Searches for two faculty members in areas of Building Technology that most strongly interact with architectural studios (a weakness in recent years) resulted in one appointment (Chris Luebkeman from the University of Oregon) and another that may mature soon. Other recently appointed faculty enjoyed remarkable success. Both Julie Dorsey and Yan Chen won multi-year NSF grants as well as other significant funded research. A new indoor air research facility for Professor Chen is nearing completion in Building N51. Professor Leon Glicksman brings the Architecture Department into the Alliance for Global Sustainability. (Andrew Scott of the design faculty also has support from AGS.)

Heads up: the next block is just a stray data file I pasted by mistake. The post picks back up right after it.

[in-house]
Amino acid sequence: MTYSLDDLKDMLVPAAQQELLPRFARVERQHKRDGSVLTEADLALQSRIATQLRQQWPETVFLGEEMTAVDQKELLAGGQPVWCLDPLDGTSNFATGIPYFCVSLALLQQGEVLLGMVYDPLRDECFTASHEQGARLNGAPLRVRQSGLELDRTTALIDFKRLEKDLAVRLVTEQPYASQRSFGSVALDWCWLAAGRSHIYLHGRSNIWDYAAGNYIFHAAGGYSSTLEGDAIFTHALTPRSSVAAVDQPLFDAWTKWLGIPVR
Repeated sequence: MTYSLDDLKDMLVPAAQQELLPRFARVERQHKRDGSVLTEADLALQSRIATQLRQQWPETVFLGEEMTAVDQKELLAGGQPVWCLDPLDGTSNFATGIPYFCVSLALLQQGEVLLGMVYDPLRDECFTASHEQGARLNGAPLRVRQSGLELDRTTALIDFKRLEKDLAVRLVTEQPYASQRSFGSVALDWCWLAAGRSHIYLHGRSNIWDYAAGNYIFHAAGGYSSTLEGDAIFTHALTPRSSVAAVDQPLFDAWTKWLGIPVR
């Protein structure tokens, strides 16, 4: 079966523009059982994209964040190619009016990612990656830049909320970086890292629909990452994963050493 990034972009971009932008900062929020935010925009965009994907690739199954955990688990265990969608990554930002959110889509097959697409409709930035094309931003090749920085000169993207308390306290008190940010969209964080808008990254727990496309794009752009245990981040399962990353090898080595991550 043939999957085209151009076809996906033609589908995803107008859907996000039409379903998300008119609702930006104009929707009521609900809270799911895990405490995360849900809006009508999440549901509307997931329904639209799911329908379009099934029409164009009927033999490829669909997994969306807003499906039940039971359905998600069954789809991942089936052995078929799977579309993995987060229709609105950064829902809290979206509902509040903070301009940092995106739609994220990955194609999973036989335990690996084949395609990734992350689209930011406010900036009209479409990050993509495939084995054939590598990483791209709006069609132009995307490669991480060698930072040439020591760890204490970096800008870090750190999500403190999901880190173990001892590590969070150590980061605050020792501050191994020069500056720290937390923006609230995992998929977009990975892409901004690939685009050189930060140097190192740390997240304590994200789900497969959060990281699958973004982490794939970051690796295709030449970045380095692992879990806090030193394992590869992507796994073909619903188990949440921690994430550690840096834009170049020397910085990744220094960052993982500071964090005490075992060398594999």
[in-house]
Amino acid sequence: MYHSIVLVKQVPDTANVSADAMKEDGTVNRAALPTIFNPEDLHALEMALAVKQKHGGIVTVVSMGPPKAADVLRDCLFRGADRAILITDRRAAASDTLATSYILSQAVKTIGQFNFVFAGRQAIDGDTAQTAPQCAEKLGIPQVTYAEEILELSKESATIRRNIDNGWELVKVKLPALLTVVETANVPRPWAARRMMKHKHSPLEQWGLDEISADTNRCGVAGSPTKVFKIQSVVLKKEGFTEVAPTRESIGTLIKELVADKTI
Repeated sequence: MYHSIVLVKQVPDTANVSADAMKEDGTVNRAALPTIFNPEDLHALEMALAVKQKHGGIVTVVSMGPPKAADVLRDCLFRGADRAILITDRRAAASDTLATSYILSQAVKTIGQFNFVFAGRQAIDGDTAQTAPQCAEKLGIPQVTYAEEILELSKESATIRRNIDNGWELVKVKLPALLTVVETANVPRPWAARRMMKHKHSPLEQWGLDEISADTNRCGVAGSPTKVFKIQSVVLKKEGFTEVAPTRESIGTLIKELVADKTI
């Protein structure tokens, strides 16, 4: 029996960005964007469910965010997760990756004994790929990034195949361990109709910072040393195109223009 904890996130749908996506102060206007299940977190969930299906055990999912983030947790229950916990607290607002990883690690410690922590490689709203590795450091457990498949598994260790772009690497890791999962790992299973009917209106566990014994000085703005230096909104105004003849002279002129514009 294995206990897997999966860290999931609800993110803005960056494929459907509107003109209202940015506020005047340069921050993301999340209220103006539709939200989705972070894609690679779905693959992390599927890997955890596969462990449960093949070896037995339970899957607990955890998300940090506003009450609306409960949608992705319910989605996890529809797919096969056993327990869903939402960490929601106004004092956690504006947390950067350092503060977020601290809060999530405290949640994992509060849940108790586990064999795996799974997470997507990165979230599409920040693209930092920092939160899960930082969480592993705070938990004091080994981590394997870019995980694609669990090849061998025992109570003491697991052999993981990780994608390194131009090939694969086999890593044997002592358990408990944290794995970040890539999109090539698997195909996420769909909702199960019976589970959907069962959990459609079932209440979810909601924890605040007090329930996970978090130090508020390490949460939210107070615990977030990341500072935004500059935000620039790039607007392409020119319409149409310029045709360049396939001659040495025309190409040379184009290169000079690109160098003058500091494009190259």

The rebuilding of this section is moving faster than anticipated. Though we had to rely significantly on visitors this year, both performance and esprit were high. The pool of applicants was large and very good; we enlisted all of our top choices. With the fall term, our two new mid-career appointees -- the art historian Michael Leja and the architectural historian Mark Jarzombek -- will be in place. Both are noted for their research, distinguished teaching, and collegiality. Leja's recent book, Reframing Abstract Expressionism, won the Eldredge Prize of the Smithsonian Institution.


To the recently consolidated appointment of Krzysztof Wodiczko, we added the appointment of another world-recognized artist, Dennis Adams. Both these artists are also remarkably theoretically aware and articulate -- exceptional people for an academic environment. It is now vital to provide them with the resources that will lead them to work through MIT, rather than away from it.